I’m happy to report that my new book, Nourishing Fats, will be out this coming January (2017). The book began as a few notes and a hasty table of contents jotted down over a dozen years ago, after many conversations with my mentor, Mary G. Enig, PhD. We agreed on the need for a popular book addressing the subject of saturated fats, one that would do more than acknowledge the notion that they “might not be so bad,” but explain why they are essential to life. Needless to say, the inspiration for this book, and the basic knowledge on fats and oils, came from her. Nourishing Fats is dedicated to the memory of this courageous biochemist, who sacrificed research grants and a prestigious career in order to warn the public about the dangers of trans fats.
Read More

Update on “Energy Bars”?

In 2003, Mary Enig and I wrote an article on "energy" bars in which we called out all the so-called "natural" ingredients in these so-called healthy bars—which are actually candy bars made with waste products. Here's what was available at the time—13 years ago:
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A Campaign for Real Milk

Milk Prices and the Decline of Rural Life

Friday April 1 was my husband’s ninetieth birthday, and among the many cards he received was one from our insurance agent, "In the year you were born. . ., " containing a chart of prices now and then.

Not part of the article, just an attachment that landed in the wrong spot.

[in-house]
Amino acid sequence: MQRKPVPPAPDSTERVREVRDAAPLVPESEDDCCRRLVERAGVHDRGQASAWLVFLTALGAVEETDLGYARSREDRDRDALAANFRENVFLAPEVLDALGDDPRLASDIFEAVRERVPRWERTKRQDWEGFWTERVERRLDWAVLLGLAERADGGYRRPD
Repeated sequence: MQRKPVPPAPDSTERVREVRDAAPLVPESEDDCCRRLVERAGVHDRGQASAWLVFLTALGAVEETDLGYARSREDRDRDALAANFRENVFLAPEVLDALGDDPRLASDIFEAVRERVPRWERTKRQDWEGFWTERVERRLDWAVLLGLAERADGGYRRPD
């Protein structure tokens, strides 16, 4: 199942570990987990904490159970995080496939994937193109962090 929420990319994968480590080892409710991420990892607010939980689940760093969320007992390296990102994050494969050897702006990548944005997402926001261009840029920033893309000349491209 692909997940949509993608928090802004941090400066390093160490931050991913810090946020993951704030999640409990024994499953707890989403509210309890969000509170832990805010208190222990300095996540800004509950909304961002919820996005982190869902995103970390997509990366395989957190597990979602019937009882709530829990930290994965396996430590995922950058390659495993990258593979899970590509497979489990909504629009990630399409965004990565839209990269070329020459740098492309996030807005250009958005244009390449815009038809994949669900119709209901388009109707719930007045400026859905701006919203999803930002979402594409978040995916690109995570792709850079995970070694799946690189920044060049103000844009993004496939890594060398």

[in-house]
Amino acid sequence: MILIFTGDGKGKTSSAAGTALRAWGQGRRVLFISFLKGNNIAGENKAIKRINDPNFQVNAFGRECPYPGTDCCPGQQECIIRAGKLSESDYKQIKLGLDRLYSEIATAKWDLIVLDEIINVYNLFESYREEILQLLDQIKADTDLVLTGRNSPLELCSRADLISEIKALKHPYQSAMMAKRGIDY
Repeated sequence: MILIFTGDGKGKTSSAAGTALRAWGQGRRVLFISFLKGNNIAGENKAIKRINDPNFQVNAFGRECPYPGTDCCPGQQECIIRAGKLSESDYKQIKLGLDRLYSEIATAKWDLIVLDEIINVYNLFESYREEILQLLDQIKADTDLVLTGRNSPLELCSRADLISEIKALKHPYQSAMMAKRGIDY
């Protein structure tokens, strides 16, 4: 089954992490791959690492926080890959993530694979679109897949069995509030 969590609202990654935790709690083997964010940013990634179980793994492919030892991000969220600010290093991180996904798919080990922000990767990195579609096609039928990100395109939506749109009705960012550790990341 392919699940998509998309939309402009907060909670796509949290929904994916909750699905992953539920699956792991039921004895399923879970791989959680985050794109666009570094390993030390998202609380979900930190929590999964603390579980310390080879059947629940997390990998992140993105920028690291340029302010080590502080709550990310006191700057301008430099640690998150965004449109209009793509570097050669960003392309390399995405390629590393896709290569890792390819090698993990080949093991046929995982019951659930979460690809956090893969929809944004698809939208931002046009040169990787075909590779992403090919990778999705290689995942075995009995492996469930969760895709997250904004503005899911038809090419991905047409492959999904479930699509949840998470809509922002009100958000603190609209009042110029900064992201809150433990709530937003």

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/ A Campaign for Real Milk

Flora and Fauna

How Do Animals Feel About Being Killed for Meat?

One of the arguments for vegetarianism holds that killing animals for meat is just like killing human beings—that killing animals is "murder of the innocents."
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/ Flora and Fauna

The Mighty Mouse

I had to laugh when I read an article in in the Washington Post, "D.C.'s mighty mouse is almost impossible to kick out of office." At home you can do what you like about mice, but in the office "there are widely different views on food handling and cleanliness, and then a lot of finger pointing when the rodents come sniffing for crumbs. Further, staffers who are terrified of mice often clash with those who want to protect them."
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/ Flora and Fauna